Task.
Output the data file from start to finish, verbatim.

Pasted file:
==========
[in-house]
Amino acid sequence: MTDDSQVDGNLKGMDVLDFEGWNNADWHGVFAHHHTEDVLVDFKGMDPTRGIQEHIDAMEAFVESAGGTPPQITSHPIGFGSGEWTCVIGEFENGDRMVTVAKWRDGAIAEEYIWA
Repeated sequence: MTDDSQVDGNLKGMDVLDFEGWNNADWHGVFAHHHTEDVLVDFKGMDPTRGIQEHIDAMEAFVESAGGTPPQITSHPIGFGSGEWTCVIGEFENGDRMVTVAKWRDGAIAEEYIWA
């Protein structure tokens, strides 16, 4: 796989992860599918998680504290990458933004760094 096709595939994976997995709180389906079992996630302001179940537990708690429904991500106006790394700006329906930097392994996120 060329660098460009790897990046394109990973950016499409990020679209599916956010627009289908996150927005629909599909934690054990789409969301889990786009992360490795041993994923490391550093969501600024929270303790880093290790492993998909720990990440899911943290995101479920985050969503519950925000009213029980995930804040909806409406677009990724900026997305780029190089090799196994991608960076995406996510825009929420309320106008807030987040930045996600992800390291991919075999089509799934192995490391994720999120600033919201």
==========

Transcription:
[in-house]
Amino acid sequence: MTDDSQVDGNLKGMDVLDFEGWNNADWHGVFAHHHTEDVLVDFKGMDPTRGIQEHIDAMEAFVESAGGTPPQITSHPIGFGSGEWTCVIGEFENGDRMVTVAKWRDGAIAEEYIWA
Repeated sequence: MTDDSQVDGNLKGMDVLDFEGWNNADWHGVFAHHHTEDVLVDFKGMDPTRGIQEHIDAMEAFVESAGGTPPQITSHPIGFGSGEWTCVIGEFENGDRMVTVAKWRDGAIAEEYIWA
């Protein structure tokens, strides 16, 4: 796989992860599918998680504290990458933004760094 096709595939994976997995709180389906079992996630302001179940537990708690429904991500106006790394700006329906930097392994996120 060329660098460009790897990046394109990973950016499409990020679209599916956010627009289908996150927005629909599909934690054990789409969301889990786009992360490795041993994923490391550093969501600024929270303790880093290790492993998909720990990440899911943290995101479920985050969503519950925000009213029980995930804040909806409406677009990724900026997305780029190089090799196994991608960076995406996510825009929420309320106008807030987040930045996600992800390291991919075999089509799934192995490391994720999120600033919201």